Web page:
• Descriptive Analysis of Textbook Acquisition by Second Year Pharmacy Students at the University of Arizona

      Herrier, Richard; Latimer, Laura; Teremshonok, Irina; College of Pharmacy, The University of Arizona (The University of Arizona., 2009)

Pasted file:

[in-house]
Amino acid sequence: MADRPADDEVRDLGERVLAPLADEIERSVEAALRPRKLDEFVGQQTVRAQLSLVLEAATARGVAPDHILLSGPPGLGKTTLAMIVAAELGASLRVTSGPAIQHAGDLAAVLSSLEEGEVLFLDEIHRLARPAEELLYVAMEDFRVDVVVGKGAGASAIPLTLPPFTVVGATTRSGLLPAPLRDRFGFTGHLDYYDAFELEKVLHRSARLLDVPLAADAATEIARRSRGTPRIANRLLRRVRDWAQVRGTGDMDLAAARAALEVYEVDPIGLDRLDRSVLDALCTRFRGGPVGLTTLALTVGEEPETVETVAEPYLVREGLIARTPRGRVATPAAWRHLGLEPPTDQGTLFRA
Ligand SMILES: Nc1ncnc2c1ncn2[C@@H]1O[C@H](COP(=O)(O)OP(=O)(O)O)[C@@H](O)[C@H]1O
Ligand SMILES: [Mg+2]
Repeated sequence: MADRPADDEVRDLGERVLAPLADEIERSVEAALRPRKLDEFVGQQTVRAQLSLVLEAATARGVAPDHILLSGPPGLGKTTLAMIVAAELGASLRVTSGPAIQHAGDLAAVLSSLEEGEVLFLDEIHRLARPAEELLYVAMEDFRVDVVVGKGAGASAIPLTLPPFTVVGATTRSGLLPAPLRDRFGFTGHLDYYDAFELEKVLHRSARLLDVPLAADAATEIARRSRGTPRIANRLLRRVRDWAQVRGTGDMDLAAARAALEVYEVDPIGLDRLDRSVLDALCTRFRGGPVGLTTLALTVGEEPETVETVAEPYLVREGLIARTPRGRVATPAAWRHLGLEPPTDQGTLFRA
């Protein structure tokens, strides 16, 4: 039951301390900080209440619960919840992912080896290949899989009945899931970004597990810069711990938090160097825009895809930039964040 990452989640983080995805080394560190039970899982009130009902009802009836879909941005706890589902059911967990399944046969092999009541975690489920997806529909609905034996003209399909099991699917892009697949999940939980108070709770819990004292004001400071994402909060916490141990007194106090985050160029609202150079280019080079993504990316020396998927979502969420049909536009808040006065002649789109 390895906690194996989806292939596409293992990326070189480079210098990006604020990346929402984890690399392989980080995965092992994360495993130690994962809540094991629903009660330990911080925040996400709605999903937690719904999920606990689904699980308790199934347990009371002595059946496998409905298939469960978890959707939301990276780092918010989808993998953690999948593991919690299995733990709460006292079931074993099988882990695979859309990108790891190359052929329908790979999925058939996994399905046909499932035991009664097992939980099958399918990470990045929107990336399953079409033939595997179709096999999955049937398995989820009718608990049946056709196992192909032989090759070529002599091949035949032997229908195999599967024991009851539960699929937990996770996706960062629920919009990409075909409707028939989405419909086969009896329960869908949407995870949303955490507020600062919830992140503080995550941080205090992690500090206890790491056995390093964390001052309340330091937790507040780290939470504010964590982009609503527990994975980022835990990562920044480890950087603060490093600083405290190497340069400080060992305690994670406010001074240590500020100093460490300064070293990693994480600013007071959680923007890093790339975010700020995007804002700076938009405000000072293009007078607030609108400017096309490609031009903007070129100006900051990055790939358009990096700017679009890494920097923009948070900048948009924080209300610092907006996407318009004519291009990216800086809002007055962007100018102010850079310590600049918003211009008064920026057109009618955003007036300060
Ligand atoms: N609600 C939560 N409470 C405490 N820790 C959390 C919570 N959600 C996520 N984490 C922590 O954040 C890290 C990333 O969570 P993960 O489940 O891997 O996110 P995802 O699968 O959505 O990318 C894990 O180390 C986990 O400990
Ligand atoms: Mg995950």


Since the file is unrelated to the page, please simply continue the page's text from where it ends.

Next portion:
OBJECTIVES: The use and utility of textbooks in health professional training programs is variable. Studies on these topics in medical schools have shown a wide variety of results with most showing surprisingly little textbook use and that students who purchased textbooks tend to have surprisingly low levels of use, with an increasing trend towards preferences for electronic resources. The purpose of the study was to evaluate pharmacy students’ use of course textbooks. METHODS: Second year students at the College of Pharmacy of the University of Arizona completed a survey that included what required or recommended books in the second year curriculum were purchased, how much of the text they actually read, as well as a 6 point response scale to rate each textbooks usefulness. RESULTS: Seventy-four students completed the survey near the end of the academic year. Only 30.45 percent of respondents purchased course textbooks. Purchased percentages for individual textbooks ranged from 62.3% to 0%. Student ratings for usefulness of each textbook ranged from 2.0 to 5.3 with the medicinal chemistry and drug information textbooks rated the lowest and electronic resources rated the highest. The vast majority of students who purchased the book used it them for less than one hour per week. CONCLUSIONS: Less than a third of students purchase required or recommended textbook. Time spent using the textbook was extremely low. Usefulness varied with the textbook and students expressed a strong preference for electronic resources